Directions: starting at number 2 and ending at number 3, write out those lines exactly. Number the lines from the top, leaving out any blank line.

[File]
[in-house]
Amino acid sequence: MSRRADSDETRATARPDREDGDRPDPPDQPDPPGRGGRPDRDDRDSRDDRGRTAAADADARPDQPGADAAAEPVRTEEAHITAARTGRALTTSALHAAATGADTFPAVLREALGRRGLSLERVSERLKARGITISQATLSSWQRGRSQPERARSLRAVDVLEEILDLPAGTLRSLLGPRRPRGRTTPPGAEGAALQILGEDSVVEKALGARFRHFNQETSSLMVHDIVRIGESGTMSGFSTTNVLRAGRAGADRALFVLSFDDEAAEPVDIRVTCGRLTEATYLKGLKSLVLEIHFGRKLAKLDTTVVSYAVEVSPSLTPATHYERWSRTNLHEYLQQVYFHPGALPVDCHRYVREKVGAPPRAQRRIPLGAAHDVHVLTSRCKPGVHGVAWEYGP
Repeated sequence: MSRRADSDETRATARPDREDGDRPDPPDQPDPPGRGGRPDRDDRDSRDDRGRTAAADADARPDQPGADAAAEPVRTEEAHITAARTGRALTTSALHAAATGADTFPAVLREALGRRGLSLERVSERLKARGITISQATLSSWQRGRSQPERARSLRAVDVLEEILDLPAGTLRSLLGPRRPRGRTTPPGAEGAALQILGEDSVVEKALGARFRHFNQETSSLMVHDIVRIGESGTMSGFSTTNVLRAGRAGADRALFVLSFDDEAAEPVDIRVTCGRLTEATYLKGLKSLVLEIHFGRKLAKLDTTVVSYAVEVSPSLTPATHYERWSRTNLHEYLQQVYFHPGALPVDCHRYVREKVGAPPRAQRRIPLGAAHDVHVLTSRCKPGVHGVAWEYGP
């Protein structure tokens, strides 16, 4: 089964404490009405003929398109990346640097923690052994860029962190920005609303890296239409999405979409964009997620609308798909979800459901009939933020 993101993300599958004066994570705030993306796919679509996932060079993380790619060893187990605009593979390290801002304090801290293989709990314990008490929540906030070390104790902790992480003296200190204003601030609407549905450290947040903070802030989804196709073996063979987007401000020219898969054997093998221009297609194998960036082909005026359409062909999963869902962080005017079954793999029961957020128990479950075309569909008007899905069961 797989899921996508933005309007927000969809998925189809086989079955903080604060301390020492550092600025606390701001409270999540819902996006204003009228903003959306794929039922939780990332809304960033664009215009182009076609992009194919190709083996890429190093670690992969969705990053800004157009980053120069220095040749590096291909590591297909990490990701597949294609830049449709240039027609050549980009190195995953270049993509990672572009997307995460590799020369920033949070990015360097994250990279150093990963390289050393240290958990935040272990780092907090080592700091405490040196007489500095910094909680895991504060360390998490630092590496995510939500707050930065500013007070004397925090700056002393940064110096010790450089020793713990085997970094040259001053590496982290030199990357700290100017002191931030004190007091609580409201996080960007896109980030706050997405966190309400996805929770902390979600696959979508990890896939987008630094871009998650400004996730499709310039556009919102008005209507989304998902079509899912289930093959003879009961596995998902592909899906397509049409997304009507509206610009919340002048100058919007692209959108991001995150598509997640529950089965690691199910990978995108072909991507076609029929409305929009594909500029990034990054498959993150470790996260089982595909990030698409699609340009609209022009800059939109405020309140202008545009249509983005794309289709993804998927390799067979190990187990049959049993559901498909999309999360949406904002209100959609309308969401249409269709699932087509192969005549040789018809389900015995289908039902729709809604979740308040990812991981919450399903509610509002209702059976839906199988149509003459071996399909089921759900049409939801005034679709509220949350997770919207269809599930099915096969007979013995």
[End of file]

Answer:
Amino acid sequence: MSRRADSDETRATARPDREDGDRPDPPDQPDPPGRGGRPDRDDRDSRDDRGRTAAADADARPDQPGADAAAEPVRTEEAHITAARTGRALTTSALHAAATGADTFPAVLREALGRRGLSLERVSERLKARGITISQATLSSWQRGRSQPERARSLRAVDVLEEILDLPAGTLRSLLGPRRPRGRTTPPGAEGAALQILGEDSVVEKALGARFRHFNQETSSLMVHDIVRIGESGTMSGFSTTNVLRAGRAGADRALFVLSFDDEAAEPVDIRVTCGRLTEATYLKGLKSLVLEIHFGRKLAKLDTTVVSYAVEVSPSLTPATHYERWSRTNLHEYLQQVYFHPGALPVDCHRYVREKVGAPPRAQRRIPLGAAHDVHVLTSRCKPGVHGVAWEYGP
Repeated sequence: MSRRADSDETRATARPDREDGDRPDPPDQPDPPGRGGRPDRDDRDSRDDRGRTAAADADARPDQPGADAAAEPVRTEEAHITAARTGRALTTSALHAAATGADTFPAVLREALGRRGLSLERVSERLKARGITISQATLSSWQRGRSQPERARSLRAVDVLEEILDLPAGTLRSLLGPRRPRGRTTPPGAEGAALQILGEDSVVEKALGARFRHFNQETSSLMVHDIVRIGESGTMSGFSTTNVLRAGRAGADRALFVLSFDDEAAEPVDIRVTCGRLTEATYLKGLKSLVLEIHFGRKLAKLDTTVVSYAVEVSPSLTPATHYERWSRTNLHEYLQQVYFHPGALPVDCHRYVREKVGAPPRAQRRIPLGAAHDVHVLTSRCKPGVHGVAWEYGP